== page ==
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Med Mycol. 2009;47 Suppl 1:S282-90. doi: 10.1080/13693780902736620. Epub 2009 Mar 18.

Invasive aspergillosis in chronic granulomatous disease.

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  • 1Department of Medicine, Roswell Park Cancer Institute, Buffalo, New York 14263, USA.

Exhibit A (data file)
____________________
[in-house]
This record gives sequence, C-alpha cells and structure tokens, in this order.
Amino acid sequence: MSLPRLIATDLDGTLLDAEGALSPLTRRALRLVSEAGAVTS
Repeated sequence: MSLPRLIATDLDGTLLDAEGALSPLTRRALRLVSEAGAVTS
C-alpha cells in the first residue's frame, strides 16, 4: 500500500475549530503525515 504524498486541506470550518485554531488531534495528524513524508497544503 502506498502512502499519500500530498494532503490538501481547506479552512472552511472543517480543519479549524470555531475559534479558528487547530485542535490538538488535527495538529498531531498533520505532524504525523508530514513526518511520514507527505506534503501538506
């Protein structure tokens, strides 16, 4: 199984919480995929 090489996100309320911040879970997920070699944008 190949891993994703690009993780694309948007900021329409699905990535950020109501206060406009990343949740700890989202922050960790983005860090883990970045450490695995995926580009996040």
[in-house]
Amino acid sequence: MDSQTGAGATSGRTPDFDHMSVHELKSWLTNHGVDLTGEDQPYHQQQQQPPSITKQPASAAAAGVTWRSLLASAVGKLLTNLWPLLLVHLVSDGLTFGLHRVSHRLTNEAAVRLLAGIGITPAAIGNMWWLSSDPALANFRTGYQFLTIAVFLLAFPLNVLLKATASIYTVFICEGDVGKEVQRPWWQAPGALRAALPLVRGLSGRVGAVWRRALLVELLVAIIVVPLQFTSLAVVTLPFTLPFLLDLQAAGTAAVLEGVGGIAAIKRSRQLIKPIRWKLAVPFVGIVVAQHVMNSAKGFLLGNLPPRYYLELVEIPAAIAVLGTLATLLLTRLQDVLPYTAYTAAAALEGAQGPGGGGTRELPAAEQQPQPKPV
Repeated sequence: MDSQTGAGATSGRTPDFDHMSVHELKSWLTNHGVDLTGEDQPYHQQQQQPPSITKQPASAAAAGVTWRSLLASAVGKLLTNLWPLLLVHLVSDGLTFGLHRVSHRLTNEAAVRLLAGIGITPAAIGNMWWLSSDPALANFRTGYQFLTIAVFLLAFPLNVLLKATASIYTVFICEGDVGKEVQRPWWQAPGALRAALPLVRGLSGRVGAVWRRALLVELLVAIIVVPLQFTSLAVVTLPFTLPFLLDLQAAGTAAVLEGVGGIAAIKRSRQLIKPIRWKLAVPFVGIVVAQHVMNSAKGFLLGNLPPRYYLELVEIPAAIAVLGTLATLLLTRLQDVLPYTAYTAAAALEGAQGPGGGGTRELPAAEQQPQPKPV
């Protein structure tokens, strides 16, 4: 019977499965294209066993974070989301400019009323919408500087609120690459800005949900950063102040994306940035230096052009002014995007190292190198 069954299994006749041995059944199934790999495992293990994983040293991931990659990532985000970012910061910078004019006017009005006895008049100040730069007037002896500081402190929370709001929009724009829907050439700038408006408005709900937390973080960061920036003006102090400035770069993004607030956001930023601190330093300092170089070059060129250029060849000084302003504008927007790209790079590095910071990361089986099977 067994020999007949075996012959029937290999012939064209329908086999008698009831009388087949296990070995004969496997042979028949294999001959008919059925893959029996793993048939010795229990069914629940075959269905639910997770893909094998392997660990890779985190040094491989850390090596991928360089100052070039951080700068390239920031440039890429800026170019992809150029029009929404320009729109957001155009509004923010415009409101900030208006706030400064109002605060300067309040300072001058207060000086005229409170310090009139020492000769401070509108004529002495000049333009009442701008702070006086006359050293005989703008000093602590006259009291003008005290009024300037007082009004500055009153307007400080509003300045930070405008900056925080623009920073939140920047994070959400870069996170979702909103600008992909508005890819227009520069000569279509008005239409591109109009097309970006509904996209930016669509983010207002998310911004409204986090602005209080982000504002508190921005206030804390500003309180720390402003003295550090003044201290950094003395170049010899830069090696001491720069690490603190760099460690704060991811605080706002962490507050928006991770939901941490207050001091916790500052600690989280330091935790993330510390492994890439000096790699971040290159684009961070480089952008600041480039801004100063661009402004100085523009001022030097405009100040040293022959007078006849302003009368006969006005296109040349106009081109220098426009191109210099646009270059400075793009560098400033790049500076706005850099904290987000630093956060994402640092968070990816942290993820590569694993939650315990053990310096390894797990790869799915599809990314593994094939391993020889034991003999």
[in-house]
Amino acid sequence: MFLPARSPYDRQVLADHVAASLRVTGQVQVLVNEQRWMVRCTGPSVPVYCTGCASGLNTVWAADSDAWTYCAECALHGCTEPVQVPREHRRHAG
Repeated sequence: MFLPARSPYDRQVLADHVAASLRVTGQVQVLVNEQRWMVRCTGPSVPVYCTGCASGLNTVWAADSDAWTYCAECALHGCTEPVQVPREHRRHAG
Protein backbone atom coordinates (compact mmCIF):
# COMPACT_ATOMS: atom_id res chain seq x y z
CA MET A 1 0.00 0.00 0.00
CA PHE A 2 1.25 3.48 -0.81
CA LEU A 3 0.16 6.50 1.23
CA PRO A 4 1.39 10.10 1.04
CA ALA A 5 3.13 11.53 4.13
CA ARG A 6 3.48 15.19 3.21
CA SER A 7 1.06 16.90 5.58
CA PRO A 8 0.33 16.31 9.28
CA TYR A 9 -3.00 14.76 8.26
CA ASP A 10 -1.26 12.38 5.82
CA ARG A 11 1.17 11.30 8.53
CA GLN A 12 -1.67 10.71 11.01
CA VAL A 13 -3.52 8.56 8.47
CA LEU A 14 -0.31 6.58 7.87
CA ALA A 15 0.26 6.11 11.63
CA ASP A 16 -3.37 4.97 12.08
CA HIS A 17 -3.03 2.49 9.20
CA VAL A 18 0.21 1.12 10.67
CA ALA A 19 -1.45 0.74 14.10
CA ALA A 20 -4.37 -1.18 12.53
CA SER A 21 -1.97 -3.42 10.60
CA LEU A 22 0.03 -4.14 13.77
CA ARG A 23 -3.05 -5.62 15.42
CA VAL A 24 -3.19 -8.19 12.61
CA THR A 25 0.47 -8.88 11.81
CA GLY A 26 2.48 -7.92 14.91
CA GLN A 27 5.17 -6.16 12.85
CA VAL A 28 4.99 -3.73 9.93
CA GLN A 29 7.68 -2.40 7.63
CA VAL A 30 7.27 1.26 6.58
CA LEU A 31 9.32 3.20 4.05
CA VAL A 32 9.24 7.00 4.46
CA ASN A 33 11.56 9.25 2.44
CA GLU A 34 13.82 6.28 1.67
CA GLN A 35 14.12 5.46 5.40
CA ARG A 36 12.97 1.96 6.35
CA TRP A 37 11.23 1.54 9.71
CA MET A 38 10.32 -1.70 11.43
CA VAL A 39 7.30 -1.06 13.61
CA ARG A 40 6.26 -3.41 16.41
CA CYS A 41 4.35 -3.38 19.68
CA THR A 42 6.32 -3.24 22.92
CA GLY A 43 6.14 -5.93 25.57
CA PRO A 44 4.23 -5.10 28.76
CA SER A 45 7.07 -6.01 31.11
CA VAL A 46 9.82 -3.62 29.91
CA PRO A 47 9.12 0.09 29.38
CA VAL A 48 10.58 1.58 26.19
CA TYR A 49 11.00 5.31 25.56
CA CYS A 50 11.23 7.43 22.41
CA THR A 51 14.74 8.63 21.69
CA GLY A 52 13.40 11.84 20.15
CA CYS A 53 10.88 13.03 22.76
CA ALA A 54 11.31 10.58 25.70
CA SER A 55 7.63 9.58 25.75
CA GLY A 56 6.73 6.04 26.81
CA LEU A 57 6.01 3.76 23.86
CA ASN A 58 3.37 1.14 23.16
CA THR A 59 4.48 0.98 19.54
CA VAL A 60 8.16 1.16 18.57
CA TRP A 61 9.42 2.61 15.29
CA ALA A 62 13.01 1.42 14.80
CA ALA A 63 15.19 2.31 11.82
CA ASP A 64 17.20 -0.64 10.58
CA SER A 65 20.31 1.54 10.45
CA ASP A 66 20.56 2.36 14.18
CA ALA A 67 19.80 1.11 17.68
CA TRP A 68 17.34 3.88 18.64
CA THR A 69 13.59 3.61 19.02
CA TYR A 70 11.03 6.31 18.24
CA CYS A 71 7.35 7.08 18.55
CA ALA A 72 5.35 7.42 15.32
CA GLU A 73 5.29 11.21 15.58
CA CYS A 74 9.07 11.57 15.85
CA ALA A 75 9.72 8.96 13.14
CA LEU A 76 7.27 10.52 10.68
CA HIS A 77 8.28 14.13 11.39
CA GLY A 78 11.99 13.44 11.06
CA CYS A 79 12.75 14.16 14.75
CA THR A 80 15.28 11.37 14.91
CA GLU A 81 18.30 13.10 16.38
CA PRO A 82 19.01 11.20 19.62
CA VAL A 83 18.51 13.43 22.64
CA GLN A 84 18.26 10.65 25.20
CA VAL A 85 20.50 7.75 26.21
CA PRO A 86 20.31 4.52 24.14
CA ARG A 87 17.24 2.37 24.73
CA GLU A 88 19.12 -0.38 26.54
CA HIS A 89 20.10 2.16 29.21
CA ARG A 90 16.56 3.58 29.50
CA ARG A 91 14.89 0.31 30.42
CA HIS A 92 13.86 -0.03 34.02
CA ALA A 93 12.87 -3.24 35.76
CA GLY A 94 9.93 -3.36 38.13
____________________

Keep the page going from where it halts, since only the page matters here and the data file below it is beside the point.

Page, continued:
Chronic granulomatous disease (CGD) is an inherited disorder of the NADPH oxidase complex in which phagocytes are defective in generating superoxide anion and its metabolites. NADPH oxidase activation leads to activation of sequestered neutrophil proteases that mediate host defense. Invasive aspergillosis and other rarer mold diseases are the leading causes of mortality in CGD, reflecting the key role of the phagocyte NADPH oxidase in host defense against opportunistic fungi. Despite recombinant interferon-gamma prophylaxis, invasive filamentous fungal infections are a persistent problem in CGD. Key principles of management of fungal infections involve early recognition and aggressive treatment and appropriate surgical debridement of localized disease. Because CGD is a disorder of phagocyte stem cells in which the gene defects are well defined, it is a model disease to evaluate immune reconstitution through stem cell transplantation and gene therapy. Recent studies using CGD mice show that defects in tryptophan catabolism may underlie the impaired host defense and pathogenic inflammation in CGD and open the potential for novel therapeutic approaches; however, correlative studies in patients are required.

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